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Bloom has secured planning consent for two developments in central London. The developments are located in Hackney and Brixton and are the first to be carried out by Bloom for its €290.4m (£250m) ultra-urban warehouse joint venture with Angelo Gordon to acquire and develop sites in central London. In Hackney, on a site by the A12 next to 331 Wick Road, Bloom will develop two units, totaling 14,045ft², designed by Michael Sparks Associates. Construction will start next month, with completion expected in April 2023. In Brixton, at 146-156 Brixton Hill and Units 5 & 6 Waterworks Road, Bloom will develop five units, totaling 35,360ft², designed by Chetwoods. Construction will start in September, with completion expected in August 2023.

 

Both developments will be targeting a BREEAM sustainability rating of ‘Excellent’ and an EPC rating of ‘A+’ in accord with Bloom’s core sustainability objective to reduce greenhouse gas emissions through construction and operational efficiency. The schemes will include extensive urban greening through the implementation of green walls, green roofs, increased landscaping, bird boxes, and insect hotels to significantly improve the biodiversity; renewable energy in the form of solar photovoltaic panels on the roofs; and lorry, car, and cycle EV charging points to encourage sustainable and active modes of transport as well as enhanced power capacity to accommodate future EV transport technologies.

 

Tom Davies, co-founder of Bloom, said: “Our first two planning consents represent an important milestone for the Bloom team, which is working hard to deliver high-quality and design-led industrial and logistics schemes in supply-constrained inner London sub-markets”.

 

Sam McGirr, co-founder of Bloom, said: “These planning consents for well-located sites give us the opportunity to meet the high demand for convenience and speed from businesses, such as F&B delivery, post and parcel, e-mobility, self-storage and urban logistics and consumers in the local communities”.

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Could equity release be used to help more younger homebuyers?

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Younger first-time buyers could be given more financial help from the Bank of Grandma and Grandad, through the use of improved equity release products, a new report suggests.

The document written by Tom McPhail, of consultancy The Lang Cat, claimed that younger buyers are missing out because older members of their family are unable to satisfactorily tap into their property wealth.

Mr McPhail said: ‘Releasing some of the equity in a property means older homeowners can choose when and how they share their wealth with younger generations.

‘An equity release by grandparents of say £20,000 now, could be transformational for a 20 something struggling to raise a deposit and get on the housing ladder but would make only a very modest dent to the value of the grandparent’s house.’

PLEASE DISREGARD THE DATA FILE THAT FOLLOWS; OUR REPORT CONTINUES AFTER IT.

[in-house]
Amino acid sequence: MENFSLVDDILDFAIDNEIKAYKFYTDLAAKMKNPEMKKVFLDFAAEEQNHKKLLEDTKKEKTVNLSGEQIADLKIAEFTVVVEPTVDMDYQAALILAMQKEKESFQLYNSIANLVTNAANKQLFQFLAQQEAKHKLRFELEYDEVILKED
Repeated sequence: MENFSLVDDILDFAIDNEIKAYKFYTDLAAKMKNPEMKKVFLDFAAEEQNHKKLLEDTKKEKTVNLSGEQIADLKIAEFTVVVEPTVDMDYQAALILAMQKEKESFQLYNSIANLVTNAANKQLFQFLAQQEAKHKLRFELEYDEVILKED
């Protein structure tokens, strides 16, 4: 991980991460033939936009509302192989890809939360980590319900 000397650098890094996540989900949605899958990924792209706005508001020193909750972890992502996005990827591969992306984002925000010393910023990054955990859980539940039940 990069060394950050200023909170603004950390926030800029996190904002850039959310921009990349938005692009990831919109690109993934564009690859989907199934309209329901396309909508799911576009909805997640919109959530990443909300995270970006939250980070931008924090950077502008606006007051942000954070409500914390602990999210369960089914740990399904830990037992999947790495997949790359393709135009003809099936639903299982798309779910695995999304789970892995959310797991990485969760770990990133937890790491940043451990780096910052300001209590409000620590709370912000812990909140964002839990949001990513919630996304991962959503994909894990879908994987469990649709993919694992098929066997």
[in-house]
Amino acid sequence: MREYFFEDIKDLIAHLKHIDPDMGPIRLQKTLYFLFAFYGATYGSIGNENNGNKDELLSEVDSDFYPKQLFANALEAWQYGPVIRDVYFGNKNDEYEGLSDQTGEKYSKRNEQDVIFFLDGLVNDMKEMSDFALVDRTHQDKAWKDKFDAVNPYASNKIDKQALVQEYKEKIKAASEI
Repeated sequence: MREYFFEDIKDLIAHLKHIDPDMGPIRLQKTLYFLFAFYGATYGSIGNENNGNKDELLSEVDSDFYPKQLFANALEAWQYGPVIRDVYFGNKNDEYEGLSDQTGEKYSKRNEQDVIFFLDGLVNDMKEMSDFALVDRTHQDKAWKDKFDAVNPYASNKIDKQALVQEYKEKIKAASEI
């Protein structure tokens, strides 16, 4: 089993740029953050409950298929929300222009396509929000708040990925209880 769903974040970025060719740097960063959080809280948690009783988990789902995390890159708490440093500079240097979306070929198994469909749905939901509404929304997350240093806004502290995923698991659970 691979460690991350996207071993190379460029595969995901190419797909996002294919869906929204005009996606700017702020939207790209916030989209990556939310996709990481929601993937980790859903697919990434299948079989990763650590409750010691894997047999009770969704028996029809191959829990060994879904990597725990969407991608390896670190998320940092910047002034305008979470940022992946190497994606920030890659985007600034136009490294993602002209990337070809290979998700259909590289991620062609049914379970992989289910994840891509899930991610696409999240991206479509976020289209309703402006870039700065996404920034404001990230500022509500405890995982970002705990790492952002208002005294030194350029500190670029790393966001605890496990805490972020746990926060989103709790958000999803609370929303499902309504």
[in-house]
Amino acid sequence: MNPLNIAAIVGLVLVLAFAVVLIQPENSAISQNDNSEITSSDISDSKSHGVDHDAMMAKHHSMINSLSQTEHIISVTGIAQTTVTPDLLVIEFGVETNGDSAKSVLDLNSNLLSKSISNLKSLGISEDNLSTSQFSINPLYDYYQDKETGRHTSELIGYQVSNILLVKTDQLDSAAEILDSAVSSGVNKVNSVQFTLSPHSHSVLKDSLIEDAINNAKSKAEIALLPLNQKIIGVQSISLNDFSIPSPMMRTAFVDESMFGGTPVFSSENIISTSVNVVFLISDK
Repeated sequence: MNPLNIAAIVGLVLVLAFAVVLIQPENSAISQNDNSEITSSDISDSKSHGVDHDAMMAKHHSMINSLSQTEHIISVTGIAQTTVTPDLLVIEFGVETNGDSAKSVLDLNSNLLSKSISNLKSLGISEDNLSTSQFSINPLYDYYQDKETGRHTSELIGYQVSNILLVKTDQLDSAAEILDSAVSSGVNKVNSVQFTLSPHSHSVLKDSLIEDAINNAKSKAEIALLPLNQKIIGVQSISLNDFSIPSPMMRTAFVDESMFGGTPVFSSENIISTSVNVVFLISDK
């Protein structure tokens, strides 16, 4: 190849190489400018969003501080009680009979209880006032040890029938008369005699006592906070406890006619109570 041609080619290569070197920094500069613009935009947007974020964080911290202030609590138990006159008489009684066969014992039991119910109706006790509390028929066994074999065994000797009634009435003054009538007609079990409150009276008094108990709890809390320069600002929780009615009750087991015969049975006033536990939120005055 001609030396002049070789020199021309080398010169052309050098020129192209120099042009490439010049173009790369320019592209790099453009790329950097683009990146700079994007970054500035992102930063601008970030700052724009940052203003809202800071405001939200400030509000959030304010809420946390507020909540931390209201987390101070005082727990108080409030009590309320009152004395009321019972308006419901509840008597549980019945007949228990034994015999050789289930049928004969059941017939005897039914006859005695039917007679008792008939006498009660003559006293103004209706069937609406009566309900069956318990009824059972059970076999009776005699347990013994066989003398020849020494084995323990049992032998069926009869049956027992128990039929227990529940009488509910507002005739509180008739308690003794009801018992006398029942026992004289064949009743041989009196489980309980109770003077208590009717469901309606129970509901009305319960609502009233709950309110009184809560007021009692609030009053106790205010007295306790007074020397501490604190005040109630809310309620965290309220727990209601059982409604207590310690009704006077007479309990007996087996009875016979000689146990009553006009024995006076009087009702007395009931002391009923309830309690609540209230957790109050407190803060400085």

Releasing some of the equity in a property means older homeowners can choose when and how they share their wealth with younger generations, says new report

Releasing some of the equity in a property means older homeowners can choose when and how they share their wealth with younger generations, says new report

The report acknowledged that equity release has endured a poor reputation in the past after customers suffered ‘severe’ financial knocks.

The sector has been criticised for encouraging people to take on debt, particularly later on in life.

There has also been other concerns about equity release, such as customers falling into negative equity where the value of a property is less than the loan taken out against it when house prices fall.

The report suggested that while the equity release sector has since begun to put ‘its house in order’, it is ‘still not perfect’ and some regulatory safeguards need to be strengthened.

It called for several issues to be looked at, including early redemption charges on equity release products.

It said that most providers apply a simple sliding scale of charges, for example 10 per cent in year on to 1 per cent in year 10.

However, it claimed that some providers apply an early redemption charge based on prevailing gilt rates at that time, putting customers at an ‘unfair disadvantage’.

This is because the fees are not transparent as there is no way a customer can know in advance whether they’d be liable for a charge and if so, how much. 

In the past, customers have also fallen foul of the small print on their equity release loans when it comes to early-redemption penalties – such as couples who must pay an exit fee unless both of them need to go into care.